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The Real Truth About Soy

The Real Truth About Soy, Naturopath Kirily Thomas, Soy Myths

Over the last few weeks, I have had several patients asking me about the safety of including soy foods in their diet. They have heard that soy is not that great for you, and can increase the risk of cancer, hence my decision to write this blog and share with you the real truth about soy.

Let me start by saying that there is a lot of misinformation regarding soy on the internet, and most of it comes from unsubstantiated “evidence” that’s recycled on various blog posts. This often creates unnecessary panic, especially when it comes to oestrogen dependent conditions.

Is soy safe to eat?

If you do a proper literature review, and read up on the current evidence, like I commonly do in my work, you’ll see that there’s quite a lot of evidence to the contrary (1,2). In fact, a very recent systematic review and meta-analysis (which is one of the highest levels of evidence) in May 2023 (3) found that there was evidence of a reduction in breast cancer risk with 10mg per day intake of isoflavones (one of the active compounds in soy).

Many people are concerned with the risk of soy due to a mistaken belief about soy increasing oestrogen by binding to oestrogen receptors in the body. However, what is usually completely misunderstood is how oestrogen receptors work, that there is more than one type of oestrogen receptor, and which type of oestrogen receptor the isoflavones, in soy, like genistein and daidzein, bind to.

We all have alpha-oestrogen receptors, which when bound may stimulate proliferative oestrogen action (if conditions are right), however, we also have a second type of oestrogen receptor known as beta-oestrogen receptors that do not exhibit this activity and are antiproliferative. Genistein from soy preferentially binds to BETA-oestrogen receptors and has a much lower affinity for ALPHA-oestrogen receptors (4, 5).

What type of soy is best to eat?

Of course, this doesn’t mean you should drink litres of soy milk a day, as you can overdo anything! However, a balanced intake of TRADITIONAL soy foods is generally okay for most people to include in their diet (there can be exceptions to this regarding certain thyroid conditions), especially if you are perimenopausal and menopausal, as soy isoflavones can help improve cognition (4,6), reduce hot flushes, improve bone density, and reduce risk of diabetes and cardiovascular disease. (4) 

By traditional soy I mean tofu, tempeh, miso, whole soybeans and good quality soy milk. I don’t recommend highly processed soy, soy fillers and soy oil which we see in many highly processed foods, which includes things such as vegan sausages and some vegan meat substitutes. Up to 70% of isoflavones in soy are lost when making highly processed soy products like soy protein isolate (7).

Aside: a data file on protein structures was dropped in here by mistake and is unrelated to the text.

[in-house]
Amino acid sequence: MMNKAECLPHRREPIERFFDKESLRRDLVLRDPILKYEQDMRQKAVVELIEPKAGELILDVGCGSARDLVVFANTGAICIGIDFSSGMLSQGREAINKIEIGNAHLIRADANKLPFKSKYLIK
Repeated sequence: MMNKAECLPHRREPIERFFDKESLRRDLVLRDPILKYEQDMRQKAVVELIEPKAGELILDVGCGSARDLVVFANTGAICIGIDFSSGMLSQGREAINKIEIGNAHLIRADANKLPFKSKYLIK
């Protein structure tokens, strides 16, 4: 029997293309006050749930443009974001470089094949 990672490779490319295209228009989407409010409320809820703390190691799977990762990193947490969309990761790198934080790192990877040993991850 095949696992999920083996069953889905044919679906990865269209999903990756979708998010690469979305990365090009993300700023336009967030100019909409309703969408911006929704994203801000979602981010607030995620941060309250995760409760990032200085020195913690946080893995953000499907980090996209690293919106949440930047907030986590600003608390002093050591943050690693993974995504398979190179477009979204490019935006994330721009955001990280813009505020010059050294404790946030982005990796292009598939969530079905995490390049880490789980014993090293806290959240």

And because I’m a complete gut nerd and can’t help but tie the gut into this!

Did you know our beneficial gut flora are responsible for transforming the phytoestrogens we eat into forms that we can absorb and utilise biologically (8)? Also, if we don’t have healthy populations of beneficial flora to do this job for us then these phytoestrogens may not be absorbed and simply be excreted unutilised into the toilet when we have a bowel motion? So, this is another reason to add to the list as to why it is so important to look after the beneficial flora in our gut microbiota!

I hope this information has helped you understand the nuances of consuming soy. The real truth about soy is that it’s generally okay for most people to consume traditional, unprocessed soy.

Interested in food and hormone health? Read all about flaxseeds and their role in hormone health.

References:

  1. Okekunle AP, Gao J, Wu X, Feng R, Sun C. Higher dietary soy intake appears inversely related to breast cancer risk independent of estrogen receptor breast cancer phenotypes. Heliyon. 2020 Jul 2;6(7):e04228. doi: 10.1016/j.heliyon.2020.e04228. PMID: 32642579; PMCID: PMC7334424.
  2. Ho SC, Yeo W, Goggins W, Kwok C, Cheng A, Chong M, Lee R, Cheung KL. Pre-diagnosis and early post-diagnosis dietary soy isoflavone intake and survival outcomes: A prospective cohort study of early stage breast cancer survivors. Cancer Treat Res Commun. 2021;27:100350. doi: 10.1016/j.ctarc.2021.100350. Epub 2021 Mar 12. PMID: 33770661.
  3. Yang J, Shen H, Mi M, Qin Y. Isoflavone Consumption and Risk of Breast Cancer: An Updated Systematic Review with Meta-Analysis of Observational Studies. Nutrients. 2023 May 21;15(10):2402. doi: 10.3390/nu15102402. PMID: 37242286; PMCID: PMC10224089.
  4. Kim IS. Current Perspectives on the Beneficial Effects of Soybean Isoflavones and Their Metabolites for Humans. Antioxidants (Basel). 2021 Jun 30;10(7):1064. doi: 10.3390/antiox10071064. PMID: 34209224; PMCID: PMC8301030.
  5. Oseni T, Patel R, Pyle J, Jordan VC. Selective estrogen receptor modulators and phytoestrogens. Planta Med. 2008 Oct;74(13):1656-65. doi: 10.1055/s-0028-1088304. Epub 2008 Oct 8. PMID: 18843590; PMCID: PMC2587438.
  6. Cui C, Birru RL, Snitz BE, Ihara M, Kakuta C, Lopresti BJ, Aizenstein HJ, Lopez OL, Mathis CA, Miyamoto Y, Kuller LH, Sekikawa A. Effects of soy isoflavones on cognitive function: a systematic review and meta-analysis of randomized controlled trials. Nutr Rev. 2020 Feb 1;78(2):134-144. doi: 10.1093/nutrit/nuz050. PMID: 31504836; PMCID: PMC7808187.
  7. Messina M. Soy foods, isoflavones, and the health of postmenopausal women. Am J Clin Nutr. 2014 Jul;100 Suppl 1:423S-30S. doi: 10.3945/ajcn.113.071464. Epub 2014 Jun 4. PMID: 24898224.
  8. Kwon C, Ediriweera MK, Kim Cho S. Interplay between Phytochemicals and the Colonic Microbiota. Nutrients. 2023 Apr 20;15(8):1989. doi: 10.3390/nu15081989. PMID: 37111207; PMCID: PMC10145007.
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